A USA Today article claimed the U.S. News & World Reportlaw school rankings are causing law schools to adopt stricter LSAT standards. This in turn is adversely affecting ethnic diversity in law school admissions. Law schools seeking to improve their standing in the U.S. News & World Report rankings are raising their minimum LSAT requirements for admission. This makes it more difficult for minority students to attend the school, according to the USA Today story. David Bernstein of the Volokh Conspiracy doubts the article's claims. Bernstein highlighted ways law schools can admit minority students with LSAT scores below their median without effecting U.S. News & World Report rankings. He also points out the law school admissions have increased 30 percent since 2001, which could potentially raise the median LSAT scores of law school applicants with or without law schools changing their minimum LSAT policies.
In a blog post in response to Cardozo law Professor Justin Hughes's article "Size Matters (or Should) in Copyright Law," Bill Heinze of I/P Update analyzes the "adverse effects of using size in evaluating originality," positing that even innovators in music and the written word borrow from historical sources. IP law protects commercial interests, while rules against plagiarism protect moral or ethical interests. The best way to prevent accusations of plagiarism, according to Heize, seems to be to attribute everything to everybody. The plagiarism debate heated up last week when a novel written by a 17-year-old girl was proven to contain passages seemingly swiped from former Cosmopolitan editor Megan McCafferty. She claimed that the plagiarism was inadvertent and that she had just been heavily influenced by the writing of McCafferty. Apparently, all she had to do was issue and apology and take out the offending passages, and all was forgiven.
Each week, it seems, there is new evidence of the strong power the blogosphere has on the legal and academic communities. Evan Schaeffer's Legal Underground issued sort of an apology for a blog entry he wrote last year doubting the power of blogging for law school professors. Opinio Juris offered a thoughtful assessment of how blogging has changed scholarship. In response to "Blogging and the Transformation of Legal Scholarship" from the Harvard Law School conference on blogging, Roger Alford of Opinio Juris argued that as blogs become more acceptable as a form of scholarship, they will become more formal and less shorthand. The law blogosphere is huge and growing every day. It could reach capacity, according to Alford; and at that point, it will be nearly impossible to get noticed with a new scholarly blog.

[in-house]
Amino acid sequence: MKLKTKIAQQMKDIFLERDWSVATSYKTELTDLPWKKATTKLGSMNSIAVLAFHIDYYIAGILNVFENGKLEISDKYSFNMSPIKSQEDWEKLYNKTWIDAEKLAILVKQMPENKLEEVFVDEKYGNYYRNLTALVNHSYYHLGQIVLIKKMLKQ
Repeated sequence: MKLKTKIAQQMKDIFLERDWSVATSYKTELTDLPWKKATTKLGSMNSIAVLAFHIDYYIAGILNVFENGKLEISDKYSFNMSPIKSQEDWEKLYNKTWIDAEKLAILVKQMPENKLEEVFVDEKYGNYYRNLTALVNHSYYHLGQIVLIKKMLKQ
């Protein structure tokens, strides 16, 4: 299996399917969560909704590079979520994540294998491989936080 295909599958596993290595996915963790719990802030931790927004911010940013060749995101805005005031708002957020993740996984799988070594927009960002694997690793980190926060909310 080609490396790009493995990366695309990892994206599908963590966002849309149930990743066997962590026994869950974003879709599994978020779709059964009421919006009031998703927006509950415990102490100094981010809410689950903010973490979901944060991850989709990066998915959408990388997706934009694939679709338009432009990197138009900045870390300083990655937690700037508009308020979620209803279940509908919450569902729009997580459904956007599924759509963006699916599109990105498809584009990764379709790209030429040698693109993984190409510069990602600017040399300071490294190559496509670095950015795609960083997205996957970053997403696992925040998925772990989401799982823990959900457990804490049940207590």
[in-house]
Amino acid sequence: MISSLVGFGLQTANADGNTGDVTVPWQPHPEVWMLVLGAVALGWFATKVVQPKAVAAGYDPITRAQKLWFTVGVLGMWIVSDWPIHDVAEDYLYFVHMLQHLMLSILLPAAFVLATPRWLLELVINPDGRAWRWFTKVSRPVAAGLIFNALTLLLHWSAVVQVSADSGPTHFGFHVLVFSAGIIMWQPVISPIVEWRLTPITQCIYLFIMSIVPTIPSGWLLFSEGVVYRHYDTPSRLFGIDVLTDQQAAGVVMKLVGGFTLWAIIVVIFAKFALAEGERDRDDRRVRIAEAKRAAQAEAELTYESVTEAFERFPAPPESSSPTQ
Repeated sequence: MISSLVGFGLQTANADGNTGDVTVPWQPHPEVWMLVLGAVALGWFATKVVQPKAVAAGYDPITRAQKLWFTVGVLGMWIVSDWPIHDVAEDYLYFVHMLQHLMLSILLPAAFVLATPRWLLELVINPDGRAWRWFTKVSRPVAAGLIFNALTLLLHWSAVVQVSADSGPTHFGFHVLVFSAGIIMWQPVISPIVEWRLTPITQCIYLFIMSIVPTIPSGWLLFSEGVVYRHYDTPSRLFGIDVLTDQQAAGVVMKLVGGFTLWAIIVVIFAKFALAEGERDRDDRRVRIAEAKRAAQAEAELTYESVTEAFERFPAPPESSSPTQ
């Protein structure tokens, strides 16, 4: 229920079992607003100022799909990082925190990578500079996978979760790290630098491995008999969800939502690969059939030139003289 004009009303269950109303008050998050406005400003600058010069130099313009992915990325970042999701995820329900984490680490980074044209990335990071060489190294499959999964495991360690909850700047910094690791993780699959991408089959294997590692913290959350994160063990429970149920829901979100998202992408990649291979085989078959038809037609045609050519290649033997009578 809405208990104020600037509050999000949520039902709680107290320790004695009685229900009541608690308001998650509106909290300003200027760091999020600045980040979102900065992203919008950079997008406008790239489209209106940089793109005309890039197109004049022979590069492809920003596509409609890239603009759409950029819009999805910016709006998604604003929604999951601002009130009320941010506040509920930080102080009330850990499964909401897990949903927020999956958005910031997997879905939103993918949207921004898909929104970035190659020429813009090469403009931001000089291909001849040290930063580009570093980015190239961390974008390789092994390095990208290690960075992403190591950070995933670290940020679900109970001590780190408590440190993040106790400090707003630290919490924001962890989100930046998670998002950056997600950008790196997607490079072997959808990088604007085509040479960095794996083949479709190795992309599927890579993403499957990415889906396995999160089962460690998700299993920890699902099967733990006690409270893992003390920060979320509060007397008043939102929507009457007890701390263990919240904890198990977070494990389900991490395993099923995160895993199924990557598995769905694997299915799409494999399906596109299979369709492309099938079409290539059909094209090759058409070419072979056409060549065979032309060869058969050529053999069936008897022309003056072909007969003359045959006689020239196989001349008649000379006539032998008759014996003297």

Speaking of lengthy and astute analyses of complex issues, Professor James Edward Maule of MauledAgain wrote a really cool blog entry about high gas prices. Maule is a smart guy, and the gas-price issue is convoluted, to say the least. So I'm not sure I understand the whole thing. I can tell, though, that his analysis is very comprehensive. He addresses all the different theories being bandied about as to how to resolve high gas prices, pointing out what's wrong with each. In the end, predictably, his conclusion is that there are no easy answers.
The very, very best law blog entry I saw this week came from Overlawyered. Overlawyered takes to task attorneys and litigants involved in frivolous lawsuits that clog our legal system. I think this one, however, might have merit. Janet Orlando of Fresno, CA, is suing her former employer for bending her over and spanking her while all the other employees looked on, hooting and hollering "bend over, baby" and "you've been a bad girl." Her employer says it was a motivational technique. I believe I would be motivated to write a better law blog article every week if the punishment was being called a bad girl in front of everybody.